In most personal injury cases, clients choose to pay for their legal services by way of a “percentage fee” at the end of the case. The main reason that clients typically choose to do this is because it is simply too expensive for them to pay their personal injury lawyer fees on an ongoing basis throughout the case. Paying a percentage fee allows them to pursue their case without worrying about how much time the lawyer is investing in the file.
A personal injury lawyer will usually ask a client to sign a “retainer agreement” confirming the relationship between the lawyer and client. The retainer agreement will spell out the percentage fee and the other costs (if any). This does not always happen in personal injury lawyer retainers in Whitby and Oshawa in my experience, but I always have the client sign a retainer so that the terms are clear to them.
Many clients believe that there is a standard rate or standard retainer agreement among personal injury lawyers for car accident cases or slip and falls or other accidents. That would not be correct.
There are certainly some differences that I have seen over the years. One of the differences is the actual percentage of course. I always encourage clients to call a few other lawyers and ask what they charge, because I believe that my personal injury lawyer fees are fair and reasonable and I want them to see that for themselves. I cannot say what my percentage is here, but you are welcome to call me at 905-409-2438 and ask me.
Another difference is the question of “disbursements” – those are expenses that are payable throughout the case (ie: court filing fee, medical record and report fees etc.). Does your agreement with your lawyer say that you will be responsible for those costs at the end if the other side does not pay them? It is a good thing to check. If the defence does not contribute enough to the fees and disbursements, does that affect the amount you pay in some other way?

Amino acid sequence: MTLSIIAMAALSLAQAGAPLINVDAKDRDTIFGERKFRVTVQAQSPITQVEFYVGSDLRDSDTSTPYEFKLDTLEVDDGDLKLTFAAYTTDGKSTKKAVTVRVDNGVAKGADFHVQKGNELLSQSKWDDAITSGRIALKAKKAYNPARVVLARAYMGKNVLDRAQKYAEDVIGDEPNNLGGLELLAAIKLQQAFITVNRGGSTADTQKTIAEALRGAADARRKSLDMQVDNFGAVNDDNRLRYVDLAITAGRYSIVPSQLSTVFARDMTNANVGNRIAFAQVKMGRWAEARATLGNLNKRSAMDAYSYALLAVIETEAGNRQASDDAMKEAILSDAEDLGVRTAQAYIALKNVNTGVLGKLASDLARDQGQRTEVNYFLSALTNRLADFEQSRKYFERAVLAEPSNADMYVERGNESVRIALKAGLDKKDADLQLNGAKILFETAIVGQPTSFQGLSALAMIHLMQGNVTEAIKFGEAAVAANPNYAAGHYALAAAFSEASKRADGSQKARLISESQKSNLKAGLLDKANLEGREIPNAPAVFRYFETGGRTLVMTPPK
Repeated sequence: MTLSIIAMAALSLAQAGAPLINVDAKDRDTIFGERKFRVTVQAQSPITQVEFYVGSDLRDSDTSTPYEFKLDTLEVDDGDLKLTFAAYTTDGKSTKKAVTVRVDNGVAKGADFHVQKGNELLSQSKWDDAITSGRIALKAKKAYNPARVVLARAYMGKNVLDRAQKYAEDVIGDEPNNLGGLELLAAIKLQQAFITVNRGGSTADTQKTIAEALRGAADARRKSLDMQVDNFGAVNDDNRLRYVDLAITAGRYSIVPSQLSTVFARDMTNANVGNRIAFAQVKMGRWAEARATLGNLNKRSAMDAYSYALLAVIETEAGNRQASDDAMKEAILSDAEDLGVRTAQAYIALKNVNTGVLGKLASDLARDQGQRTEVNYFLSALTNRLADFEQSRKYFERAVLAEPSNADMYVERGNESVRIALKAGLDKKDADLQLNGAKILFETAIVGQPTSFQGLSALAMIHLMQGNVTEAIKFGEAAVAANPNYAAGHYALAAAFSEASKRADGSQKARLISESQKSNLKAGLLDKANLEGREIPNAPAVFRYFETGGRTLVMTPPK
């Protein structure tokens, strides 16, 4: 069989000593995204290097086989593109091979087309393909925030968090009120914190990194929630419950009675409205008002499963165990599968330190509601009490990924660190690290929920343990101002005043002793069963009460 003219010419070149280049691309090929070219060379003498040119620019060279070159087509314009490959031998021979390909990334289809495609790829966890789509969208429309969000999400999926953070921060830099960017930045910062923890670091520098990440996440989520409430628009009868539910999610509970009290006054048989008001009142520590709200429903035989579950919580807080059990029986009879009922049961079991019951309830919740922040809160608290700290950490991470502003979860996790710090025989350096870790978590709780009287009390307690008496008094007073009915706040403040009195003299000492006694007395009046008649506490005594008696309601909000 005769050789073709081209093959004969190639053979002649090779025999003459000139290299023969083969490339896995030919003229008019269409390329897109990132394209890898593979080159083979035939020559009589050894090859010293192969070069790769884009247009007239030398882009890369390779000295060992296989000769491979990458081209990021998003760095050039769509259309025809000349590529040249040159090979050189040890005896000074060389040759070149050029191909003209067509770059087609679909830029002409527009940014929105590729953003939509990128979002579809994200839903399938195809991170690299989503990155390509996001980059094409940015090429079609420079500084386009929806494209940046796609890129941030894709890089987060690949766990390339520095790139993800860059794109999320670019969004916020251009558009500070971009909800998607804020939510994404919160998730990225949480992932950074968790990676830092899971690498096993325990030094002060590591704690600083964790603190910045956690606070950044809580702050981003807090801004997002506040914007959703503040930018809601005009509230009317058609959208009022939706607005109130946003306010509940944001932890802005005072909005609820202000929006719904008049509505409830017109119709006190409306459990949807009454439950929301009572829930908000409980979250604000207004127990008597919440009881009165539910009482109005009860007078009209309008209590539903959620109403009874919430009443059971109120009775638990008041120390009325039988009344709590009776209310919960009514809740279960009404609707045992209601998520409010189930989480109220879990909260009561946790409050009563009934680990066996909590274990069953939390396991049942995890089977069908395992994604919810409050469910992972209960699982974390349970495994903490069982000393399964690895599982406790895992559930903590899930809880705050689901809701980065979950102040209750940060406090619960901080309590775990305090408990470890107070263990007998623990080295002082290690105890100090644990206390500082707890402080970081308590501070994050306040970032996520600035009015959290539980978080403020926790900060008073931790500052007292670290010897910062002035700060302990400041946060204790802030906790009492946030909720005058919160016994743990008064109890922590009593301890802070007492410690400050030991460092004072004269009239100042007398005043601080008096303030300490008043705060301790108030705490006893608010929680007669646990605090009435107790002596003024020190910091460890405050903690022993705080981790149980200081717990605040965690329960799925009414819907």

I try to give my clients a very easy to understand explanation of these issues so that there are absolutely no surprises at the end. My goal is to have clients who are pleased with the results, know that they have been treated fairly and will say good things – Durham is not such a big place and I am always proud of receiving referrals from past clients. Approximately 40% of my case-load is now in Durham and is being managed out of my personal injury lawyer office in Whitby Ontario.
Another thing that you will want to look for is whether you are being charged a percentage of the benefits that you are receiving from the accident benefits carrier. Do you have to pay the lawyer a part of those benefits? You want to be clear about that when reviewing the retainer.
Those are some of the issues that you want to consider. I typically ask my clients if they want to take the retainer home and look at it before signing – it’s an important document, so don’t feel pressured to agree to personal injury lawyer fees unless you are clear on the terms.
Do I need a Lawyer for my car accident injury claim? After someone is injured in a car accident in Ontario, Canada, they often think about whether or not they need a lawyer. Some insurance companies may tell you that you don’t need a lawyer and that you can deal with them directly and, in some cases, that may be true. However, you should consider that question carefully, and early, as you will want to ensure that your rights are protected from the beginning. Since most reputable personal injury lawyers offer a free consultation, there shouldn’t be much harm in calling and obtaining an opinion about your case.